Redmond, 28, signed as a free agent with the Habs this summer, inking a two-year deal. He’s appeared in 114 career NHL games, beginning his career with the Winnipeg Jets as an Atlanta Thrashers draft pick.

He was able to secure a roster spot with the Canadiens to begin this season, but had yet to appear in a game.

Redmond has had to overcome adversity in making his NHL dream a reality.

In 2013, he returned to game action on a conditioning stint with the Jets farm team in St. John’s after missing only two months due to a lacerated femoral artery — and the loss of nearly two pints of blood — from a skate cut.

The Jackets have been ‘sitting on 0-2’ all week, can’t wait to play again

Columbus Blue Jackets coach John Tortorella, center, reacts to a penalty between Boone Jenner, left, and Jared Boll during the second period an NHL hockey game against the  Winnipeg Jets  in Columbus, Ohio, Saturday, Oct. 31, 2015. Winnipeg won 3-2. (AP Photo/Paul Vernon)
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The Columbus Blue Jackets probably didn’t need such a long break so early in the season. It’s been five days since they last played, and not surprisingly, they can’t wait to get going tomorrow at home against Chicago.

They can’t wait to get their first win either.

“It’s a big game for us,” head coach John Tortorella said, per the team’s website. “We’ve been sitting on 0-2 for a week here. It sucks. We need to have a good start and feel good about ourselves.”

A win Friday would certainly help. The Jackets kick off a tough, four-game road trip Saturday in Dallas, so the ingredients are already in place for another disastrous start to the schedule. A year ago, they started with eight straight losses, which is why Tortorella is at the helm now.

The Jackets also play Tuesday, Thursday and Friday in Los Angeles, San Jose and Anaheim, respectively.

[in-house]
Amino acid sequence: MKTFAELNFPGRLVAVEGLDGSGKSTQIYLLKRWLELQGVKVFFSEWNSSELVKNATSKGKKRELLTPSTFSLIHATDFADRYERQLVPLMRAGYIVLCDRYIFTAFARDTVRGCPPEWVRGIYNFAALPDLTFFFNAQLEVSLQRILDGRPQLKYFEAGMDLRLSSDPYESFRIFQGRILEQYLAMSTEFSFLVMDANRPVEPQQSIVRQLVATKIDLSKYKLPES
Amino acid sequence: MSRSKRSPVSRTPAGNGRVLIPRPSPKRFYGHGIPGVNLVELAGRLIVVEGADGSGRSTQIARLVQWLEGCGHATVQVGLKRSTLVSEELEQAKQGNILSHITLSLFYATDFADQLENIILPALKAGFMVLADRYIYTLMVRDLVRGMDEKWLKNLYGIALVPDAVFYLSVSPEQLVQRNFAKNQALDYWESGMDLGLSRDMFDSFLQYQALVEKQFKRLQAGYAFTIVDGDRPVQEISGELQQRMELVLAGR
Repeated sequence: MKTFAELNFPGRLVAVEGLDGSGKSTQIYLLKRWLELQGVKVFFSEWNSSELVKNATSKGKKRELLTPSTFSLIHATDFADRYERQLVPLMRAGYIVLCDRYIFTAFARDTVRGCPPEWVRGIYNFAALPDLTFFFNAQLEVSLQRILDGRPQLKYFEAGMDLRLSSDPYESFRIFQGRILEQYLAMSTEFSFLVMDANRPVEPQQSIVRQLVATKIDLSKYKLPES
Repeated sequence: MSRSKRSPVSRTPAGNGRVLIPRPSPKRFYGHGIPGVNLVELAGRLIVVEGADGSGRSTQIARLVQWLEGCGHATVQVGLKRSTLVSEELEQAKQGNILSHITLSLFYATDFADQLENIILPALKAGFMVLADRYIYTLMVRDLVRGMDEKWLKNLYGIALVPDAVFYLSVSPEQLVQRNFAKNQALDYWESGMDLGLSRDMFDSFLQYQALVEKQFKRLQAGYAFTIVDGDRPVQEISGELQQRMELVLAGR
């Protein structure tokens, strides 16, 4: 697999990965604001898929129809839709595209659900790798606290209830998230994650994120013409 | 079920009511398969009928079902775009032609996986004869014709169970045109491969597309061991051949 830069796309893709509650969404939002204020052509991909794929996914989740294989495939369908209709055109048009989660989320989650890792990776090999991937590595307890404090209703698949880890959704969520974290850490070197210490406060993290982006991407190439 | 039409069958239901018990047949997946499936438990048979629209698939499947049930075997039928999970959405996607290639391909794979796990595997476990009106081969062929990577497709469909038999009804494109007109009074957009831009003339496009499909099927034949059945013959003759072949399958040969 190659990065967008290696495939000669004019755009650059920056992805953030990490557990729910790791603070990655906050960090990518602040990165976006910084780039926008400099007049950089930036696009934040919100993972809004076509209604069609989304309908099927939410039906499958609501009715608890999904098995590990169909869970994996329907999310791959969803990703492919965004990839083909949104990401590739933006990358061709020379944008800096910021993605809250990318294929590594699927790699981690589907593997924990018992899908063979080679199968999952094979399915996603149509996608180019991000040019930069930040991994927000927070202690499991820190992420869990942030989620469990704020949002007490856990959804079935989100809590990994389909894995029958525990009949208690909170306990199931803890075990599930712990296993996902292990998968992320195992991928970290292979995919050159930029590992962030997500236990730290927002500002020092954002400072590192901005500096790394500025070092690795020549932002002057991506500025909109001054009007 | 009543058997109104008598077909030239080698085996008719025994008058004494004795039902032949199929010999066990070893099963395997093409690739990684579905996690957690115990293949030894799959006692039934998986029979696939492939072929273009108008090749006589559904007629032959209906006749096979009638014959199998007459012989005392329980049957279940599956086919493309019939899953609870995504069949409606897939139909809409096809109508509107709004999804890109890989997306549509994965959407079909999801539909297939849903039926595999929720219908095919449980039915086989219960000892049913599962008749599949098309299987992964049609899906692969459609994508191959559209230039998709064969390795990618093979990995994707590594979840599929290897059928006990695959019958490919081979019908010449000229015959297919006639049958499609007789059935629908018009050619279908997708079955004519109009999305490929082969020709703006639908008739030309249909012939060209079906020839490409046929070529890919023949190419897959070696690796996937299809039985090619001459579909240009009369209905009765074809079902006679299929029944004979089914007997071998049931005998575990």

Against such tough opposition, they’ll need their goalie, Sergei Bobrovsky, to be good. He played well in his last game, stopping 35 of 37 shots in a 3-2 loss to San Jose (the Sharks scored an empty-netter), but that was after he surrendered five goals to Boston in the season-opener.

On that note, it will be interesting to if backup Curtis McElhinney sees any action on the road trip. Tortorella has been known to ride his top players, including his goalie in back-to-backs, so it’s no given that McElhinney will start Saturday against the Stars.

Related: The odds say Torts will be fired first

Don’t assume Fleury will be traded, says Penguins GM

PITTSBURGH, PA - MAY 02:  Marc-Andre Fleury #29 of the Pittsburgh Penguins looks on from the bench in Game Three of the Eastern Conference Second Round against the Washington Capitals during the 2016 NHL Stanley Cup Playoffs at Consol Energy Center on May 2, 2016 in Pittsburgh, Pennsylvania.  (Photo by Justin K. Aller/Getty Images)
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Just because Matt Murray signed an extension doesn’t mean Marc-Andre Fleury‘s days in Pittsburgh are numbered.

That was the message today from Penguins GM Jim Rutherford, after Murray re-upped through 2019-20.

“The focus seems to be on what happens with Marc-Andre, but let’s let this play itself out first,” Rutherford said, per the Post-Gazette. “Let’s not just presume that Marc is automatically out. He’s been the franchise goalie here, he is a terrific person, he’s a terrific player and I think that assumption, we’re getting a little bit ahead of ourselves.”

This wouldn’t be such a hot topic if there was no expansion draft in June. But there is, and when it takes place, each team will only be allowed protect one goalie. And if the Penguins don’t trade Fleury, they’ll be obligated to protect him, unless he’s willing to waive his no-movement clause.

Protecting Fleury would, of course, leave Murray as a prime candidate to be chosen by Las Vegas. Unless, that is, Rutherford could strike a deal with George McPhee to, say, send Vegas a draft pick or player, in return for Vegas not picking Murray. Yes, that kind of deal is allowed.

So it’s complicated.

At this point in time, it’s quite possible that Rutherford doesn’t know what he’s going to do. The season is still young, and it remains to be seen which goalie will emerge as the starter in Pittsburgh. If it’s Murray, Fleury might want to be a starter elsewhere and Rutherford’s decision will be an easy one.

If it’s Fleury, the decision could be tougher. While keeping both goalies would be nice, it would also be expensive. Next season, Fleury and Murray will make a combined cap hit of $9.5 million, and there’s only one net.

Again, though, a decision doesn’t have to be made now.

“Our focus this year is winning,” said Rutherford, “and we’ll deal with the expansion draft at the appropriate time.”